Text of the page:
Monday, December 19, 2011

How to tie a perfect bow

Time to wrap presents. Just one problem: You're out of pre-made bows, and you don't know how to tie a nice one. Your bows tend to come out lop-sided, or even upside down!

Here's a guide to tying your bows and having them come out straight. I chose to tie mine around an old Teavana box, upside down so the pattern would be less distracting.

Basic Ribbon: Use a satin ribbon, string, twine, or anything that looks the same from all sides.

Tie a knot. Basic knot, any kind of knot, around a vase or on a flat package or on you kid's shoe.

Make sure the ribbon is lying flat against the box, no unsightly twists.

A basic knot.

See how one string comes down, and the other goes up? Good. Make a loop with the lower string.

Note the unfinished ribbon tails? This is how they began.

Wrap the "up" string over the loop.

Wrap over the loop, or your bow will turn out crooked.

Wait, finished tails? Oops; my camera ate some of my
 pictures the first time around, so I had to retake them!

Make a loop with the "up" string, and push it through the hole.

Tighten the bow.

Trim the tails.

Making a "fishtail" end.

Finished bow.

Fancy Ribbons: Use a patterned ribbon that is patterned on only one side, has a discernible "up," or has different patterns on each side.

You'll notice that the "bottom" end is showing its backside.

Tie a basic knot. When wrapping your ribbon around your package, make sure the pattern lies against the package facing up, so people can see it.

See how one string comes down, and the other goes up? Good. Make a loop with the lower string. Make sure the pattern is facing out in the loop.
Twist the ribbon so the pattern is facing up.

This makes sure the pattern is on the outside of the loop.

Here's where it gets tricky. Wrap the "up" string over the loop. Make sure the pattern is facing out in the section that's doing the looping. You'll have to twist the string once to get it to face the correct way.

Twist the string once more to make a loop with the "up" string whose pattern is facing out. Push the loop through the hole.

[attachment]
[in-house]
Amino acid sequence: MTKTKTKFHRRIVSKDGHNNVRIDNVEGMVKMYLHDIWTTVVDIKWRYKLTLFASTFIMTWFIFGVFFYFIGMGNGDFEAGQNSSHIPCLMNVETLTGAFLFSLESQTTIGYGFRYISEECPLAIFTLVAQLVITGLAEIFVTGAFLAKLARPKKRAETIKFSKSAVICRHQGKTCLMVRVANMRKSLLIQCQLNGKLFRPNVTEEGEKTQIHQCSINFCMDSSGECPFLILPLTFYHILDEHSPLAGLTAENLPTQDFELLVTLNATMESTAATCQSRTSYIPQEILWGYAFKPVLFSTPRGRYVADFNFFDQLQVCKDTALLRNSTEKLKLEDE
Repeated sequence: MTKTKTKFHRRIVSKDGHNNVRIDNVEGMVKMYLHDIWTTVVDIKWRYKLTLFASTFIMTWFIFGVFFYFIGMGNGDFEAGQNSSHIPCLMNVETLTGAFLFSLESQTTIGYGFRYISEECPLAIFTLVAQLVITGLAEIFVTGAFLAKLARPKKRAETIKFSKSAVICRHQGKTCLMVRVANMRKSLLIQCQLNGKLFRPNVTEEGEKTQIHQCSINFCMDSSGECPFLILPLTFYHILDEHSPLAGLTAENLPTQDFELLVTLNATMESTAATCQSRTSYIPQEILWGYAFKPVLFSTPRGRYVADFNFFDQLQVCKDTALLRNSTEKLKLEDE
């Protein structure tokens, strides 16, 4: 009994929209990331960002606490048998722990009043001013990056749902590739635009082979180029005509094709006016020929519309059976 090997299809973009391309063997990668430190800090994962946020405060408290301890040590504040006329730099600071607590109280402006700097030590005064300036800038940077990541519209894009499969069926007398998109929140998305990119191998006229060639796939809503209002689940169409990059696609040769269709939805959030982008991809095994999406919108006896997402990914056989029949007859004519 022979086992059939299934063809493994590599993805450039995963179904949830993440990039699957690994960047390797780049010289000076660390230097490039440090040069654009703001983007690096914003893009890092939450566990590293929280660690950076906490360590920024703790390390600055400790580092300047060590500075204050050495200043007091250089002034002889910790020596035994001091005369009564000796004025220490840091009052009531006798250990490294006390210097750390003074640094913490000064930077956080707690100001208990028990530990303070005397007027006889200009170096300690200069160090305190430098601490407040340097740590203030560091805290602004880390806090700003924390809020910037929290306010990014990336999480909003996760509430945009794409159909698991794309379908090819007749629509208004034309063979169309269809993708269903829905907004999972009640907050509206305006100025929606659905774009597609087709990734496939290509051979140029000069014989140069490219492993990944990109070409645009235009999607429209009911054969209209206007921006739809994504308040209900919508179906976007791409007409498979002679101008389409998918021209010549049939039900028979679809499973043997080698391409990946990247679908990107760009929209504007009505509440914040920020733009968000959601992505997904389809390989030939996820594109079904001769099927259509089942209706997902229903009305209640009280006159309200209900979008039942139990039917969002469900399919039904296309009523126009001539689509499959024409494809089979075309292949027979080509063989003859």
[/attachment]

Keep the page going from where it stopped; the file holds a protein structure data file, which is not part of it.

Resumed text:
Twist the ribbon once more, so the pattern on the tail faces down.

Push through the hole. The downward-facing pattern
is now on the outside of your second loop.

This is your basic bow.
On the right, you'll see the backside of your ribbon.

Tighten the bow by pulling from the knot. On one loop of the bow, this will be the back end of the loop; on the other side of the bow, it will be the front side of the loop. Pull both loops at the same time for even tightening; hold the knot with one hand and tighten a loop with the other if one loop needs to be tightened more than the other. This is easiest to do with two hands, despite the photo.

Tighten the ribbon. In this case, the loop on the left's front section leads to the knot,
and the loop on the right's back section leads to the knot.
Don't pull the tails, or your knot will come undone.

My other hand is holding the camera...

Twist the second tail so that the pattern faces up.
You'll want to twist it close to the knot, and push the
twist up into the knot itself so you can't see it.

When the bow is sufficiently tight, you should be able to even out the loops. With one hand, keep a finger in the loop and another finger on the knot. Slowly and gently pull the tail until the loop reaches the desired size. Repeat with the other loop. Then "fluff" your loops and tails.
"Fluff" your loops by sticking two fingers into each one and
spreading them slightly apart to give the loop a rounded look.
"Fluff" your tails by spreading them out. Start close to the knot
and work your way downwards to the ends.

Trim the tails to be even. For a fancy look, cut at a 45-degree angle, or "fishtail" your ends.
To fishtail, fold the ribbon in half. Start at the fold and cut downwards (away from the bow) at a 45-degree angle. Or, start at the edges and cut up towards the fold.

Or start at the edges and cut up, towards the fold.

Look! It's a pretty, finished bow!

Congrats on your perfect bow!

Choosing ribbons:

Left: One-sided ribbon
Middle and right: Two-sided ribbons

Wired ribbons are good for bows, although they tend to be one-sided. Bow loops can be made larger, because the wire will help them keep their shape. However, they do sometimes take practice, and they can be more expensive than unwired ribbon (although you can usually hit the dollar store for spools of holiday ribbon, each spool usually containing 3 ft.)

Unwired ribbons are often less expensive, and come in both patterned and unpatterned versions. Unpatterned ribbons can be simpler to work with for a beginning bow-maker, because it can be hard to make the twists behave. Loops in unwired ribbons will need to be smaller, however, because without wires, the bow can't support its own shape and will droop if it gets too large. Wider ribbons tend to be able to make larger loops, and some ribbons are made of stiffer fabric than others, which also gives them more support.

Pretty much anything that is long and flexible enough to be tied can be used to make a bow. Tulle and raffia both add their own unique touches. A long strip of fabric (you know that dress you had to hem?) can turn into distressed-style bow. And who hasn't tied something up with string at one point in their lives? Or just purchase a spool of wrapping ribbon.

Now go, bow-ninjas, and put bows on things while no one's looking. Because you can.

Some bows require more ninja skills than others.
(Never leave a bow on an unsupervised cat.
They can't untie them, and if the ribbon gets caught on something,
kitty could choke!)

 (Yes, you may pin these images on Pinterest if you'd like, or even use them elsewhere. No worries--I took them myself and this is your permission. Just please include a link back to the post!)

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